The purpose of this paper is to advance our understanding of the challenges of health information literacy (IL) education in disadvantaged and disengaged at-risk…
The purpose of this paper is to advance our understanding of the challenges of health information literacy (IL) education in disadvantaged and disengaged at-risk populations; and from the perspective of professionals out with information professions occupying everyday support roles.
A qualitative in-depth case study. The participants were a team of UK Family Nurses providing outreach support to young expectant mothers from areas of multiple deprivations, and the mothers themselves. The data collection methods were observation, survey, interviews and focus groups.
Information needs of mothers are multiple, and not always recognised as information problems, or revealed. Several felt overwhelmed, and actively avoided health information. There is low awareness and/or use of state sources of online health information. Family nurses provide an important information intermediary role, but are unfamiliar with IL concepts and models; consequently, there is limited evidence of client transitions to independent information seeking, or underpinning pedagogical practices to achieve such goals.
Further research is required into appropriate pedagogical approaches to IL education adaptable to semi-structured everyday situations. Recognition of information need requires particular attention, including methods of elicitation and specification in the problematic context.
In an era of digital transitions and public service reforms, the authors raise important questions regarding the true reach of public health policy.
The paper holistically examines nurse–client information behaviours, and extends the discussion of low IL in nurses beyond issues of evidence-based practice to issues of developing healthcare self-efficacy in at-risk clients.
The purpose of this paper is to offer some insight into how siblings aged between 4 and 12, engaged in a collaborative drawing activity at home, recall the shopping trips…
The purpose of this paper is to offer some insight into how siblings aged between 4 and 12, engaged in a collaborative drawing activity at home, recall the shopping trips they have experienced.
Using a Vygotskian perspective, the data collection consisted of engaging 15 pairs of siblings in the production of a joint drawing of a shop of their choice. Drawing in pairs opens a Zone of Proximal Development (Vygotsky, 1978) where the younger child benefits from verbal guidance by the older one to achieve the common task. This situation enables the researcher to gain close access to children’s knowledge about stores and to the words they use to describe their personal shopping experiences.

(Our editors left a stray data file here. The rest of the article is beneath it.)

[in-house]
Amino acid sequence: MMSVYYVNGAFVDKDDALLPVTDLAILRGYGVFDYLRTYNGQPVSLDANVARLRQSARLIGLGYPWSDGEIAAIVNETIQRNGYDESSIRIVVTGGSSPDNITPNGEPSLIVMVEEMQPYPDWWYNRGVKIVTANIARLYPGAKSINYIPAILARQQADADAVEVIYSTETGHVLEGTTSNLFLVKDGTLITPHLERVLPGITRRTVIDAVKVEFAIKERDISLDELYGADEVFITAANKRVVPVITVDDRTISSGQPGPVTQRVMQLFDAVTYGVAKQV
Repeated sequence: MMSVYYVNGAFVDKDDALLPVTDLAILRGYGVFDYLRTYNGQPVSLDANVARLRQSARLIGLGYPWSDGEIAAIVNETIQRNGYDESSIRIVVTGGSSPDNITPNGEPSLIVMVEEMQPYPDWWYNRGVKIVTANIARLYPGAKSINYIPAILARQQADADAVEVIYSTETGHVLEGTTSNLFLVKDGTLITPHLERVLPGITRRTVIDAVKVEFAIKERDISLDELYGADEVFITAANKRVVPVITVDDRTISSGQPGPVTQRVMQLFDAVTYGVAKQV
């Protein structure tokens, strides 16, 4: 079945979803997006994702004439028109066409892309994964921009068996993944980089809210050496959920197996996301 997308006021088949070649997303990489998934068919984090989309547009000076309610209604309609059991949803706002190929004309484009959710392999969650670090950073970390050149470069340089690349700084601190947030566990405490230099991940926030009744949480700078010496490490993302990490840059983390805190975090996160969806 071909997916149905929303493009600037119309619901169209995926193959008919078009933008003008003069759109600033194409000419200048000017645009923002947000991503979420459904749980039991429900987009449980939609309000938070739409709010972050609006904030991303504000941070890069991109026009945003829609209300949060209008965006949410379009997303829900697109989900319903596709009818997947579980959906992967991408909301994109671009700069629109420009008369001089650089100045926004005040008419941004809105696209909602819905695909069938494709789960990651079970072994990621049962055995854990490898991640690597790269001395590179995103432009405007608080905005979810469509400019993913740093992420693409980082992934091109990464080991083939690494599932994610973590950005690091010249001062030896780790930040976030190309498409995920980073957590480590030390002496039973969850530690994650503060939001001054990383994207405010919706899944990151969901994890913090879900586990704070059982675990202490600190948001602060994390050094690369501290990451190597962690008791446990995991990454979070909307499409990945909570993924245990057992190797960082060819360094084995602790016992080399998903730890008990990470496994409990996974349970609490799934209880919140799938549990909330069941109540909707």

This exploratory research reveals some constitutive elements of children’s “shopscapes” (Nicol, 2014), i.e. the imaginary geographies they actively elaborate through their daily practices and experiences with regard to retail environments. In their communicative interactions when elaborating a joint drawing of the shop they have chosen, children demonstrate that they master a considerable body of knowledge about retail environments. Surprisingly, recalling their shopping practices sheds light on various anxiety-generating dimensions.
The data collection is based on a remembering exercise performed at home and does not bring information about what children actually do in retail environments. Moreover, the children were asked to focus on buying a present for a friend’s birthday, therefore the information gathered essentially relates to toy stores.
This research underlines the necessity for retailers to endeavour to reduce some of the anxious feelings depicted and verbalized by children, by improving the welcome for children into their stores.
There are also opportunities for retailers to invest in the consumption education area by guiding young visitors so that they learn how to behave as apprentice consumers in retail outlets.
The child-centric perspective of the study reveals new and surprising insights about the way children report their memorised shopping experiences.
THE first library in connection with an English University was founded at Oxford by Richard d'Aungerville, better known as Richard de Bury, Bishop of Durham. At the time of its foundation it was considered one of the best collections of books in England. It was housed in Durham College—now Trinity—and the donor drew up copious rules for its management and preservation. It appears that this library was destroyed in the days of Edward VI.